fall freights of beef, fire wood, polo, hides, sheep and sundries
from the windward Wands. Within the past few days, however,
the rough weather which has prevailed has materially interfered
with i"'"; arrangements, and prevented In a measure the
getting off of cargoes which were all ready for shipment at the
various ports. The most serious Inconvenience felt in the coast
ing trade is the want of suitable lighters or other means of jo
vevtag produce off to the vensels, which, swing to insecure an
chorages, are often compelled to receive cargo while under way,
laying off and on. The instances are almost numberless of val
uable parcels of produce having been seriously injured by sea
water while being conveyed to ship in frail canoes or leaky whale
The introduction of ice firms an era in the commercial his
tory of Honolulu of no trifling importance, and seme nerve was
required in making the venture in the face of popular opinion,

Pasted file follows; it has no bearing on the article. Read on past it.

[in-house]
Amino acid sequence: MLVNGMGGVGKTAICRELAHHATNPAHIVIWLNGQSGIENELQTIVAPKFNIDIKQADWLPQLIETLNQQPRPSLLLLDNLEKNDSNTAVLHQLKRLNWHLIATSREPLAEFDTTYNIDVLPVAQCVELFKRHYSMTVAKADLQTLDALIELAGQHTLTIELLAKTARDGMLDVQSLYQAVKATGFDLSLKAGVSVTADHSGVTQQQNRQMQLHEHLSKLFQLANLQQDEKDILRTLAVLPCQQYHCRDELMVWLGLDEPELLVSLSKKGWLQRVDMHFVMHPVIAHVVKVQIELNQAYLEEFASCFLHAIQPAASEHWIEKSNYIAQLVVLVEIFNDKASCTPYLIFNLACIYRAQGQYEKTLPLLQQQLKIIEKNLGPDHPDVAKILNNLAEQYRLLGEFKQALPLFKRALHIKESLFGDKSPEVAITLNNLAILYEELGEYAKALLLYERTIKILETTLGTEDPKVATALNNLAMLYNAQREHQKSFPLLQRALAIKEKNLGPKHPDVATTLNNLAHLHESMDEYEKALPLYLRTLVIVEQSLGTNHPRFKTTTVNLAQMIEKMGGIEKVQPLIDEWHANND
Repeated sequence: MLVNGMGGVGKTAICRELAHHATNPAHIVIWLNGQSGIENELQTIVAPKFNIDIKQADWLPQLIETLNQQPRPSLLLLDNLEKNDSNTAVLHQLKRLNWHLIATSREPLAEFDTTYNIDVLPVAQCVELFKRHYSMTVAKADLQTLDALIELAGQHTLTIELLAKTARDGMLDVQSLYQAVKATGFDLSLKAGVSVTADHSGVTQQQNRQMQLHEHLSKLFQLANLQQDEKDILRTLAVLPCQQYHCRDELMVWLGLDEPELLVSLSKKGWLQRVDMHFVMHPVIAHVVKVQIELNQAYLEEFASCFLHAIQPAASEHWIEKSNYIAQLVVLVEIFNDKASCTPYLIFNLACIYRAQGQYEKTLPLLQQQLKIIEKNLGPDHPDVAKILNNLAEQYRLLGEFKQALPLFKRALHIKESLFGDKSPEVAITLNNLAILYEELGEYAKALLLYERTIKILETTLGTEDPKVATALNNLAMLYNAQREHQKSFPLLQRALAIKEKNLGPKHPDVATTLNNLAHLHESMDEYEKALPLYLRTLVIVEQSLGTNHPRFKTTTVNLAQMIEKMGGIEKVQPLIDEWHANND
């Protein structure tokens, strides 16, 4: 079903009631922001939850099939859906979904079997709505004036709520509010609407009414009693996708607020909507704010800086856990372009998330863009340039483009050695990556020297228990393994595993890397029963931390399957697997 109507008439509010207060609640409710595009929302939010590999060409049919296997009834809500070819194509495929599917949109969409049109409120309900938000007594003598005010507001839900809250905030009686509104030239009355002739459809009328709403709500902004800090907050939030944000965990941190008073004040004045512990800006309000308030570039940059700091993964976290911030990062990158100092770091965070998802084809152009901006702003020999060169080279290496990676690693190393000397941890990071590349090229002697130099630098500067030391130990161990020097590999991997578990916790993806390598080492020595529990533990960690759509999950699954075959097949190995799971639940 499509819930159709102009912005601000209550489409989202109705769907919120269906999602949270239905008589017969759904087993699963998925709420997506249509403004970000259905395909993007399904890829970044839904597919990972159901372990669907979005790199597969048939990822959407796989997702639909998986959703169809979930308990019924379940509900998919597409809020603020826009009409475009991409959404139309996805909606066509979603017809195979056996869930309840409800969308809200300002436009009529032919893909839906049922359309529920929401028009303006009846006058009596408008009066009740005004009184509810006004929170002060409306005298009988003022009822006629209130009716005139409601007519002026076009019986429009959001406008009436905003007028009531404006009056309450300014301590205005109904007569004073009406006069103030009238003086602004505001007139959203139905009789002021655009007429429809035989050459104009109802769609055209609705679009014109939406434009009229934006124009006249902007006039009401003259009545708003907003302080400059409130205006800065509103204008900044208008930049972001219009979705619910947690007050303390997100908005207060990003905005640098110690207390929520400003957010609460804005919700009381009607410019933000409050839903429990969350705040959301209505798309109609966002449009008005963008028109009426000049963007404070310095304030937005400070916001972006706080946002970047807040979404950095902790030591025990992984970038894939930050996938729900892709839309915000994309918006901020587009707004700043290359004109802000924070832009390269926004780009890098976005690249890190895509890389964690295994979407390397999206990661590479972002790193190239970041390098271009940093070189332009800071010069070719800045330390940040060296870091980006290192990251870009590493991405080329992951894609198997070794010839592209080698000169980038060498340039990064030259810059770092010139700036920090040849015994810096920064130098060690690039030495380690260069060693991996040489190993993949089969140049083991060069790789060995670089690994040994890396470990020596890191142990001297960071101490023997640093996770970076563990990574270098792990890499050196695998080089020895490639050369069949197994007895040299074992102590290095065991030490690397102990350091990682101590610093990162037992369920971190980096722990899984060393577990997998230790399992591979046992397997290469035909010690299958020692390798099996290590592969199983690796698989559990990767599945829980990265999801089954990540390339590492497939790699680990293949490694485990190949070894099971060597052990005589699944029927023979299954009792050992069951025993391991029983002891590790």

which baa always coated the idea that ice could by any pasai
bility ever become a permanent and paying " institution" in the
The prospect now, however, seems favorable and the
enterprise really deserves sneers.
The schooner Maui Hikina was sold at auction this week for
$1206. She goes) to Tannings Ialand to engage in the cocoanut
oil trade. The small schooner Alexander, recently from Fan
ning Island, was sold fur $750.
The frigate Merrimae ha but) in during the week a Uirre
supply of stores, which win prevent the necessity of her going to
San Francisco for that, object. Among thj supplies taken off
were about 50,000 lbs. bread, 125 bnla. beef, 100 tons coal. -JO
cords wood, Ac
SCO All Market inactive and supp'T quite small. The plan,
tatioos on Kaaai wDl commence grinding shortly.
FLOCE The stork is excessive, and sales of any quantity are
effected only at low rates. Sales of Gallego at auction at til 37.
BEEF Sales of 125 bbls. American M- to the Mrrrimac. on
BEER Sales ex Vorttna of 1000 dox best brands London
bottled Ale at 3 ii dos.
H0P9 Staall sales at auction at lie
FREIGHTS The Am clipper ship Mart Robinson has been
chartered to load 1500 tuos guano at J arris Island, for the
round sum of $13,000, equal to about $12 too. Oil freights
are inactive, and it would he impossible for any ship arriving to
Had a full freight.
EXCHANGE The purer of the U. S. ship Merrimae adver
tised pubtiety on Monday for the sum of -JO.000, fur which bills
on the I'. S. Treasury Department were to be furnished in sums
of $4000 or over. The whole was taken at a rate understood to